Dr. Peter Moyle, a professor emeritus at the University of California, Davis’s Department of Wildlife, Fish and Conservation Biology, has been studying the Delta for decades. Dr. Moyle has focused his research on the endangered Delta smelt and other fish of the Suisun Marsh, an area which, he said, “most resembles the original Delta.” He has no doubt that, whatever the path forward, major change is a given.
“The Delta is a very different system than it was 150 years ago, even 50 years ago. It’s going to keep changing,” he said. “What we’re living with now is a temporary condition, and people need to figure out what they really want the system to look like.”
There are infinite possibilities of what it could look like, from attempts to maintain the status quo as much as possible to a kind of eco-reclamation of open waterways and marshland. Everyone wants to save the Delta, but what version of the Delta deserves to be saved? And who does that Delta best serve?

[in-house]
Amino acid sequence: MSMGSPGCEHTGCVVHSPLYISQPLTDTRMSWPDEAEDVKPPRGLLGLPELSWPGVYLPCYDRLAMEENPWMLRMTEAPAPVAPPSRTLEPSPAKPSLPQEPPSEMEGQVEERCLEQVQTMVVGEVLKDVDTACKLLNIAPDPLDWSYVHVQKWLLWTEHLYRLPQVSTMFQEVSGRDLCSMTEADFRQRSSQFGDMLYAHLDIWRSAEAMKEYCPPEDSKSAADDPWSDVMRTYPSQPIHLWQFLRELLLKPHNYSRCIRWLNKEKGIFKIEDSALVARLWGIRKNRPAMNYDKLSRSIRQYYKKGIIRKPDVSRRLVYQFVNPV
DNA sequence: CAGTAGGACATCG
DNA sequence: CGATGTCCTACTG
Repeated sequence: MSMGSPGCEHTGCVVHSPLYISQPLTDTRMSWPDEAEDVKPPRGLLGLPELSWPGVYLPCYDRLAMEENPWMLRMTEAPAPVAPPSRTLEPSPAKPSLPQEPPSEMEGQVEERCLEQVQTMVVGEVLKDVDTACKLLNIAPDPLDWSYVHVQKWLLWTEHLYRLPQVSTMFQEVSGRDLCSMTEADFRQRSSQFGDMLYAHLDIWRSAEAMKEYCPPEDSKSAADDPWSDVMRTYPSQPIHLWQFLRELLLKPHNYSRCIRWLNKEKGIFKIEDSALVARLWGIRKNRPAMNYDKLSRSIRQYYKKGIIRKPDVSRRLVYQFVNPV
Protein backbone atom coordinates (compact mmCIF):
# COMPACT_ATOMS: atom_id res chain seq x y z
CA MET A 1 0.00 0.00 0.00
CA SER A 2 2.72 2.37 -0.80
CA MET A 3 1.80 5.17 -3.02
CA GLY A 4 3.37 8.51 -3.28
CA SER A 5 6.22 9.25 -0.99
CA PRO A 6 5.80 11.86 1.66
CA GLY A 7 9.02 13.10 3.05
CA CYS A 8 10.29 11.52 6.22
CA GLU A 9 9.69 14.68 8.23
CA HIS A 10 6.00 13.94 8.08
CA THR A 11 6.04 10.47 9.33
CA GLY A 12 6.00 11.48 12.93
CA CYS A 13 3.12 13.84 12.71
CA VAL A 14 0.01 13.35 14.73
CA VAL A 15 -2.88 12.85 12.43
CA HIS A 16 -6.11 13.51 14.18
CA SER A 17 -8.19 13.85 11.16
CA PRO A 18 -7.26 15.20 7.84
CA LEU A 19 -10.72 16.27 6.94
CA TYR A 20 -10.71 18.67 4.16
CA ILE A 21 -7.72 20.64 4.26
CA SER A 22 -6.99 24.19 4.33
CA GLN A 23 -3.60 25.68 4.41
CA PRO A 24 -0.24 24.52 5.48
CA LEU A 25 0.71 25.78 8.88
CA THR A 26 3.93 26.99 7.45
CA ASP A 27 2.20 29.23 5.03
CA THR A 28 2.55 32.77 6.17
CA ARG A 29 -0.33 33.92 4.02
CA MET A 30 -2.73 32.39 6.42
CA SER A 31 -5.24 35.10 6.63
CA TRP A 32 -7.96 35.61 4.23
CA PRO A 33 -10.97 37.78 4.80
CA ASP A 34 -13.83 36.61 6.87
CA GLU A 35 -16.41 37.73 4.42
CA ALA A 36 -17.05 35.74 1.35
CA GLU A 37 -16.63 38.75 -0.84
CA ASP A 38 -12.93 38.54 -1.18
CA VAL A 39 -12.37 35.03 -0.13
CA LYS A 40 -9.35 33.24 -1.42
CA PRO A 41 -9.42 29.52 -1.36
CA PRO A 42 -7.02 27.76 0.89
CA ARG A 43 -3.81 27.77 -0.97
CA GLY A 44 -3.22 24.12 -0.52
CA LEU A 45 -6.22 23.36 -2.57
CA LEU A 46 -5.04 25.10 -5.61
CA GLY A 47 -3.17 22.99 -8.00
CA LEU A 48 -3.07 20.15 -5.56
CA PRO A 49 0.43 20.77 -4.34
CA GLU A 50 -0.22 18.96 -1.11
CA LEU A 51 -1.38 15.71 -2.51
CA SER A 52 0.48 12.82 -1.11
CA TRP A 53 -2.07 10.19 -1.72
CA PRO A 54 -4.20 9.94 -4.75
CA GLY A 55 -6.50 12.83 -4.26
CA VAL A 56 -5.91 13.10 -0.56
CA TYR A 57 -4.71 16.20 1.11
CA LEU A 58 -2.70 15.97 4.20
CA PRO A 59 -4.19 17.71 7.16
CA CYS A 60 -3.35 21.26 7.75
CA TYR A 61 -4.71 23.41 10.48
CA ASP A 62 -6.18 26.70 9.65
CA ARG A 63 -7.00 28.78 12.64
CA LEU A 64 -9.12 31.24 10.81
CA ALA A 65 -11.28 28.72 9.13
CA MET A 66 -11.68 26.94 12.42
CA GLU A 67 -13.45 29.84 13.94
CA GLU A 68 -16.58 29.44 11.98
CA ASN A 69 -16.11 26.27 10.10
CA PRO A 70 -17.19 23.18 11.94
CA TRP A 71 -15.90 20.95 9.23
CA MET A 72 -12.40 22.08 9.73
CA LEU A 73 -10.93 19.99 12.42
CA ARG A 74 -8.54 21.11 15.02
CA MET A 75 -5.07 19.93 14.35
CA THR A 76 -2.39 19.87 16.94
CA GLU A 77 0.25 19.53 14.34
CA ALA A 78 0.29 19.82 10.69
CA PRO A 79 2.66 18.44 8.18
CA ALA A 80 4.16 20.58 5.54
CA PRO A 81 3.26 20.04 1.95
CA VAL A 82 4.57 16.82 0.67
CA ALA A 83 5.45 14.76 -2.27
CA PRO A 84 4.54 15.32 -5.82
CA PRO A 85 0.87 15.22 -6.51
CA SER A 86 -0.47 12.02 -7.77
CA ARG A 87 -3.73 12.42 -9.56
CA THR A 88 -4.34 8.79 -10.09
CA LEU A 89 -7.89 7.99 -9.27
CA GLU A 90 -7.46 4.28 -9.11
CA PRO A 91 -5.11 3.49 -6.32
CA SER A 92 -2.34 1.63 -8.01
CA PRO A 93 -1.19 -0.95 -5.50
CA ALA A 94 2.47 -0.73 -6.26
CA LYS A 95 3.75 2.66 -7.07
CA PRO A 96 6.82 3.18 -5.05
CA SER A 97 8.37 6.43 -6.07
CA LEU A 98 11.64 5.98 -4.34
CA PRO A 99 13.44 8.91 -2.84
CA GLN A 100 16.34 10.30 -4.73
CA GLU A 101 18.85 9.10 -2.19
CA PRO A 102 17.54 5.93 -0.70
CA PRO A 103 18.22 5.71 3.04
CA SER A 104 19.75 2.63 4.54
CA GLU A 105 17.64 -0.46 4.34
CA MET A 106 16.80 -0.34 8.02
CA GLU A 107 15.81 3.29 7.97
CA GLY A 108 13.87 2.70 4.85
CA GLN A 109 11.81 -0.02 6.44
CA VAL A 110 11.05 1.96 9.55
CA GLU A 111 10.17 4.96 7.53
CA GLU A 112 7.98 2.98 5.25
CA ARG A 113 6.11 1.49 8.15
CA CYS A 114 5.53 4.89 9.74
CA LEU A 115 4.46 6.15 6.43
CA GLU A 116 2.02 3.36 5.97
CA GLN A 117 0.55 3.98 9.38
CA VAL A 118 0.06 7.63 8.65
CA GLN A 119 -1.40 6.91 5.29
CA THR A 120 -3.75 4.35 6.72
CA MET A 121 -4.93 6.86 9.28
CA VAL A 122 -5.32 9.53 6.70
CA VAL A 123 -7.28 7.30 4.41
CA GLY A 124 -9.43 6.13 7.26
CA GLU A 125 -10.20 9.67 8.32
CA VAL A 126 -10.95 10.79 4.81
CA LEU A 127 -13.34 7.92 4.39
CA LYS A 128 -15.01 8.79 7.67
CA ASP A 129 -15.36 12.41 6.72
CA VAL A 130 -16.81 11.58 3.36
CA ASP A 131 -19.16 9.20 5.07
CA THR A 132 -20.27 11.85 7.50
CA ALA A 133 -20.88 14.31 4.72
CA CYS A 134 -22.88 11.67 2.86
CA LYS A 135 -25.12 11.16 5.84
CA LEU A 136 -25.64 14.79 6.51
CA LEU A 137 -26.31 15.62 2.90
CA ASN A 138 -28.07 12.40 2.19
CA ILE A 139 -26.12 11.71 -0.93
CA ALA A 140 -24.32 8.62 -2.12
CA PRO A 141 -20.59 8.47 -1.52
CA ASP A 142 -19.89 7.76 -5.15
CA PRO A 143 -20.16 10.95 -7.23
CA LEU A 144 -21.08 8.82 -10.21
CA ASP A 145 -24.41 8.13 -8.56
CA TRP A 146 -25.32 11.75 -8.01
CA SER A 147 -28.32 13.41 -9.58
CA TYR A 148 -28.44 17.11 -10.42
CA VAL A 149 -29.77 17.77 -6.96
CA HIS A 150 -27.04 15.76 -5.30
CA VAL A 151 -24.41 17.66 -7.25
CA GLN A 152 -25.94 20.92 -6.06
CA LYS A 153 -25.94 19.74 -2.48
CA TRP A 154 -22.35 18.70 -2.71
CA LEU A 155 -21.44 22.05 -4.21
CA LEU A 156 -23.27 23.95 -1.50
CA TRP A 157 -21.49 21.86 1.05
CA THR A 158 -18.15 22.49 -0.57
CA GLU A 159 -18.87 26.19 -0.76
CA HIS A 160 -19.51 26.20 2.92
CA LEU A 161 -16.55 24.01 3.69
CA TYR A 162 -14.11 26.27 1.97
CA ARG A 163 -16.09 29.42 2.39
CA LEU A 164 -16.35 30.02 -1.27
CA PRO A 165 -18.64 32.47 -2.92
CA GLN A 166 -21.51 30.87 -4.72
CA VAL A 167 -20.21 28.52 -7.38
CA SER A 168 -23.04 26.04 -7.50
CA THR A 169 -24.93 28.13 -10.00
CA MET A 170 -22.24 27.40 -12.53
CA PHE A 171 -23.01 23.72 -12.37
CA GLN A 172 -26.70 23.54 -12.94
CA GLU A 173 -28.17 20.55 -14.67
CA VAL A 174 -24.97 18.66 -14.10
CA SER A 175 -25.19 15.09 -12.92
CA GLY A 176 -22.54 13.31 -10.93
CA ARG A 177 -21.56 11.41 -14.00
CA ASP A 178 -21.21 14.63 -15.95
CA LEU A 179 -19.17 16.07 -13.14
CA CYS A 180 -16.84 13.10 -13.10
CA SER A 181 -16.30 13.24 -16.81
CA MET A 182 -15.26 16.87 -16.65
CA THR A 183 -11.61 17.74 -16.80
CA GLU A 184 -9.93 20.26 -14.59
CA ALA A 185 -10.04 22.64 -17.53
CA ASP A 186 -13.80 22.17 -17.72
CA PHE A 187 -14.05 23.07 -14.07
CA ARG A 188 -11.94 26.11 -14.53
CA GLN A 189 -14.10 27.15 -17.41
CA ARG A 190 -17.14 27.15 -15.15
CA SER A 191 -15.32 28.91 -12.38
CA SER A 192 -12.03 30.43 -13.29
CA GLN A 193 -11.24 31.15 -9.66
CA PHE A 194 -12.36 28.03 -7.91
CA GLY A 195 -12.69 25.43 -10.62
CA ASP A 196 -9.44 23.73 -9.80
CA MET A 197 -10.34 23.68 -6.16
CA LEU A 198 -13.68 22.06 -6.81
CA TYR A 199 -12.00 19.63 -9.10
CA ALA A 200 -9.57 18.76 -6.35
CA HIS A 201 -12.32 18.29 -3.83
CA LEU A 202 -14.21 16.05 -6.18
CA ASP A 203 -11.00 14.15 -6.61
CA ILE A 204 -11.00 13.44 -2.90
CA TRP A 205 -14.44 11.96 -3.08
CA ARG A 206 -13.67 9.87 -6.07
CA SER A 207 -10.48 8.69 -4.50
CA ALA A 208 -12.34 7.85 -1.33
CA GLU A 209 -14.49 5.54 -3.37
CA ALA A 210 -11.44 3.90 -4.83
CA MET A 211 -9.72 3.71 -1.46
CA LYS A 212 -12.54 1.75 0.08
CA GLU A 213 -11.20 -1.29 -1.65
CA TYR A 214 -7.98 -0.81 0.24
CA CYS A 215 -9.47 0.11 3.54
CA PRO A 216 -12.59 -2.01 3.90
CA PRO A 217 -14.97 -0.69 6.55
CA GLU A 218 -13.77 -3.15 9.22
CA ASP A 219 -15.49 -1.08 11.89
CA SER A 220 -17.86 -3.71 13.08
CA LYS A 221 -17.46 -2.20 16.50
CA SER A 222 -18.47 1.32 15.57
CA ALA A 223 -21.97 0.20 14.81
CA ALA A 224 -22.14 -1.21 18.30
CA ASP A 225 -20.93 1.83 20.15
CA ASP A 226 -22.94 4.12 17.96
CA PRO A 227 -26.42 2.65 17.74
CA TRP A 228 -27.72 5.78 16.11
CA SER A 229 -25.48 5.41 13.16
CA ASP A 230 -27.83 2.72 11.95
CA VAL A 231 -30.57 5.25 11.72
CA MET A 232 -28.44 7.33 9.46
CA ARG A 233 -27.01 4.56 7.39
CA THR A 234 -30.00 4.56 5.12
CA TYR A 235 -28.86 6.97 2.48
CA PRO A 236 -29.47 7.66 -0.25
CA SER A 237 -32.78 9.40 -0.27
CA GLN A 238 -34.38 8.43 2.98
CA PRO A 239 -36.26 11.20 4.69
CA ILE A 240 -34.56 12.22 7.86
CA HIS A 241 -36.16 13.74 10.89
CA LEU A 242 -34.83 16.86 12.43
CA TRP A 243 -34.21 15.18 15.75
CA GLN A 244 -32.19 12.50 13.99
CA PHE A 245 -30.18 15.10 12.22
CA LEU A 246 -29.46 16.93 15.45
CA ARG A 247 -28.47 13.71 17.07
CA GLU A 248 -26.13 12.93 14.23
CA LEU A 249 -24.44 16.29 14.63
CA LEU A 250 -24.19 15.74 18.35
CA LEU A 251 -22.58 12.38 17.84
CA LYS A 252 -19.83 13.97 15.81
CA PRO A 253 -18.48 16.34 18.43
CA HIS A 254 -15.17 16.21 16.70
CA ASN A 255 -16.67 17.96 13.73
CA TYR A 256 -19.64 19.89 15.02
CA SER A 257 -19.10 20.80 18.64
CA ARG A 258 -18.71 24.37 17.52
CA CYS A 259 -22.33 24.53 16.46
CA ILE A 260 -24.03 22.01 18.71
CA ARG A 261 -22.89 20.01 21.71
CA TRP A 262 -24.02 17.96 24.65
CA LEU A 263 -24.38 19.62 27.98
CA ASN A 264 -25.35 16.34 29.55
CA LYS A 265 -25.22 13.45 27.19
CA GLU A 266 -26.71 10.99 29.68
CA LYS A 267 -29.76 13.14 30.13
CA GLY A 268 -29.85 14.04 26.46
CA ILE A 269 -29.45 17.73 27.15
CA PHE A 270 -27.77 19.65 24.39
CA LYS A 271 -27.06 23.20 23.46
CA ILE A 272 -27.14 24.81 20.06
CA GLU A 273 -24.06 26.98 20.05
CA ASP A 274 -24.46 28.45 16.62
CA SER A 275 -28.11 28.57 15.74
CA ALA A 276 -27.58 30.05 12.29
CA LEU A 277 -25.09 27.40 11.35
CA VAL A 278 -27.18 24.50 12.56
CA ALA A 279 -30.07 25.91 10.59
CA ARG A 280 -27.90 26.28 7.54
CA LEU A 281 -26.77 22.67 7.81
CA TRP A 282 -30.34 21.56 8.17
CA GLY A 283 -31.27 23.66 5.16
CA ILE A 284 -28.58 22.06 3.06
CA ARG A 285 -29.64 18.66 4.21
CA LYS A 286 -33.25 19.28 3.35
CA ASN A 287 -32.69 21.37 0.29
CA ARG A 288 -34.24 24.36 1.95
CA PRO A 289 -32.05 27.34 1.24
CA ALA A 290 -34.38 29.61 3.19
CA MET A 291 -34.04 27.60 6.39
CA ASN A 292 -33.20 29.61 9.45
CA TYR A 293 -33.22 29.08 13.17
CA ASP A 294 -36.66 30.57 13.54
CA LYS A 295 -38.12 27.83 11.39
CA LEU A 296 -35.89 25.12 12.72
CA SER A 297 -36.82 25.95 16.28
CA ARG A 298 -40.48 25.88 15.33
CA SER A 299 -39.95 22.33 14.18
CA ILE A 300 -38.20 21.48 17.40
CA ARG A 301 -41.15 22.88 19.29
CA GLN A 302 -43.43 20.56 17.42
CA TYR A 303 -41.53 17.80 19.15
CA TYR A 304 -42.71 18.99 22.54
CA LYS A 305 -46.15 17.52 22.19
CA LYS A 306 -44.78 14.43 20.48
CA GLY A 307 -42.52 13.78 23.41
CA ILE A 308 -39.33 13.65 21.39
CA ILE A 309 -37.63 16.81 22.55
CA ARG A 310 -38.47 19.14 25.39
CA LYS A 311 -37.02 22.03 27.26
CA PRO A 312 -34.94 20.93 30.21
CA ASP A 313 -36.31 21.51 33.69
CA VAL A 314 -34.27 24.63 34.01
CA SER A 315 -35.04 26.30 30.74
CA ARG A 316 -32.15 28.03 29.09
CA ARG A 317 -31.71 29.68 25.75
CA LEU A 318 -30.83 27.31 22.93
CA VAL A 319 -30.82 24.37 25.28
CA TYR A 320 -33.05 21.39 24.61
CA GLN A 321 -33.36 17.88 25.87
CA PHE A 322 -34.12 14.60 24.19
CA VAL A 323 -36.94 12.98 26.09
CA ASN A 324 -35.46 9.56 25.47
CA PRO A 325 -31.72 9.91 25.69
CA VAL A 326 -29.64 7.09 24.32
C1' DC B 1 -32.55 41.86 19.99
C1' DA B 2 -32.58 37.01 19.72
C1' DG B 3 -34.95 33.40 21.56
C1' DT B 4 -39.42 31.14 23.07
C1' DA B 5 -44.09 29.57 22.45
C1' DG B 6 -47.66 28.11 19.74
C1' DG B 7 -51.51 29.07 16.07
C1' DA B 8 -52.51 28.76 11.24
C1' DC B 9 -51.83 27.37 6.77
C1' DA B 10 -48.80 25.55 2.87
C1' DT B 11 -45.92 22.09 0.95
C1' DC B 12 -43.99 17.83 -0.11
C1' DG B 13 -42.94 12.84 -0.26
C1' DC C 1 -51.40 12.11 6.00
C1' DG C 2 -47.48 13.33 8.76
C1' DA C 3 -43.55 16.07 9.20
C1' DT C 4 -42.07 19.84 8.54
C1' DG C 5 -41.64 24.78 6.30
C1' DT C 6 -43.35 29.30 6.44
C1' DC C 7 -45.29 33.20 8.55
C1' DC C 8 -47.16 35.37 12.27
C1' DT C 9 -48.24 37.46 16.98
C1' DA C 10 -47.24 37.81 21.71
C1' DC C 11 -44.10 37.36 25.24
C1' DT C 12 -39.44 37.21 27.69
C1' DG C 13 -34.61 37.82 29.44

Sailing into the Delta is a downwind dream; sailing out is an upwind slog. For the summer, we rented a slip in the Owl Harbor Marina on Twitchell Island (which, according to Dr. Moyle, may well be underwater in the coming decades). On a blazingly hot Friday evening in July, after we drove up for a weekend on the water, we sat in the boat’s cockpit as the sun set and the wind picked up, the sky glowing orange; it had been 110 degrees that day and promised to be even hotter the next. We watched a pair of swallows fret over our proximity to their nest, constructed precariously below one of our boat’s solar panels. The birds seemed to be arguing about the best way to proceed.
“What a dangerous place for a nest,” we thought, discussing the likelihood that their eggs would hatch before we sailed away, hoping that they would make it in spite of their questionable choice of a home.
When we came back a couple of weeks later, the temperature had dropped, the nest was empty and the swallows were gone. We carefully navigated out the narrow channel, avoiding shallow patches and sea grass, passing long-abandoned, half-sunk boats surrounded by invasive water hyacinth and then, so were we.
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